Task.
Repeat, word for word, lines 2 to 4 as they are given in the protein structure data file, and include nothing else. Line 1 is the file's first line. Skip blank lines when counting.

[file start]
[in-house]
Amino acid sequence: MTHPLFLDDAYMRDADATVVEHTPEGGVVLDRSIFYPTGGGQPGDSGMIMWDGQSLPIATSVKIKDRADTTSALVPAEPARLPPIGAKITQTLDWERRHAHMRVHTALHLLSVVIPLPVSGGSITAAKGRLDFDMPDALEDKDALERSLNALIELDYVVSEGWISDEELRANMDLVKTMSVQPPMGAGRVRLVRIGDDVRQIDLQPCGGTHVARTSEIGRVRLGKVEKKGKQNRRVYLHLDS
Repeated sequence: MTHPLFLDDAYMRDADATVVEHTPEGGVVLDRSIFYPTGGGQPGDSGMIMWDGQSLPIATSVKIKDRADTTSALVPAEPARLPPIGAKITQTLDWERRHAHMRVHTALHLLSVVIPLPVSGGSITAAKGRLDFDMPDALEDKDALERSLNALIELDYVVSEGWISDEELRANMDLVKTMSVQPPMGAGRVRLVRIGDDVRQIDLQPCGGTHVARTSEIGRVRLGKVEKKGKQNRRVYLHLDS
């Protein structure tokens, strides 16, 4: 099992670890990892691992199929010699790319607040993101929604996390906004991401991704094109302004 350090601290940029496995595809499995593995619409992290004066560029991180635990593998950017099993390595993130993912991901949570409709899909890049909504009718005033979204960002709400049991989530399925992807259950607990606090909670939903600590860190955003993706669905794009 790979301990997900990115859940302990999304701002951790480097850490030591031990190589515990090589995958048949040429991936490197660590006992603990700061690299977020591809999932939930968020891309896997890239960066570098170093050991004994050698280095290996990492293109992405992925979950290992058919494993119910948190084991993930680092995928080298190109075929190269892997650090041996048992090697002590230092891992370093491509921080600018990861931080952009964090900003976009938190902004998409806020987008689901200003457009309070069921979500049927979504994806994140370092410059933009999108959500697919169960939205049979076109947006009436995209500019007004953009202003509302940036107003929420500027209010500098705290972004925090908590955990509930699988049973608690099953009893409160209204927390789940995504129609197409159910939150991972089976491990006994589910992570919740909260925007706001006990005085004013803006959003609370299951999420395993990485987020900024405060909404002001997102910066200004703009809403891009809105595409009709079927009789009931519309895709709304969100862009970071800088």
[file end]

Amino acid sequence: MTHPLFLDDAYMRDADATVVEHTPEGGVVLDRSIFYPTGGGQPGDSGMIMWDGQSLPIATSVKIKDRADTTSALVPAEPARLPPIGAKITQTLDWERRHAHMRVHTALHLLSVVIPLPVSGGSITAAKGRLDFDMPDALEDKDALERSLNALIELDYVVSEGWISDEELRANMDLVKTMSVQPPMGAGRVRLVRIGDDVRQIDLQPCGGTHVARTSEIGRVRLGKVEKKGKQNRRVYLHLDS
Repeated sequence: MTHPLFLDDAYMRDADATVVEHTPEGGVVLDRSIFYPTGGGQPGDSGMIMWDGQSLPIATSVKIKDRADTTSALVPAEPARLPPIGAKITQTLDWERRHAHMRVHTALHLLSVVIPLPVSGGSITAAKGRLDFDMPDALEDKDALERSLNALIELDYVVSEGWISDEELRANMDLVKTMSVQPPMGAGRVRLVRIGDDVRQIDLQPCGGTHVARTSEIGRVRLGKVEKKGKQNRRVYLHLDS
């Protein structure tokens, strides 16, 4: 099992670890990892691992199929010699790319607040993101929604996390906004991401991704094109302004 350090601290940029496995595809499995593995619409992290004066560029991180635990593998950017099993390595993130993912991901949570409709899909890049909504009718005033979204960002709400049991989530399925992807259950607990606090909670939903600590860190955003993706669905794009 790979301990997900990115859940302990999304701002951790480097850490030591031990190589515990090589995958048949040429991936490197660590006992603990700061690299977020591809999932939930968020891309896997890239960066570098170093050991004994050698280095290996990492293109992405992925979950290992058919494993119910948190084991993930680092995928080298190109075929190269892997650090041996048992090697002590230092891992370093491509921080600018990861931080952009964090900003976009938190902004998409806020987008689901200003457009309070069921979500049927979504994806994140370092410059933009999108959500697919169960939205049979076109947006009436995209500019007004953009202003509302940036107003929420500027209010500098705290972004925090908590955990509930699988049973608690099953009893409160209204927390789940995504129609197409159910939150991972089976491990006994589910992570919740909260925007706001006990005085004013803006959003609370299951999420395993990485987020900024405060909404002001997102910066200004703009809403891009809105595409009709079927009789009931519309895709709304969100862009970071800088």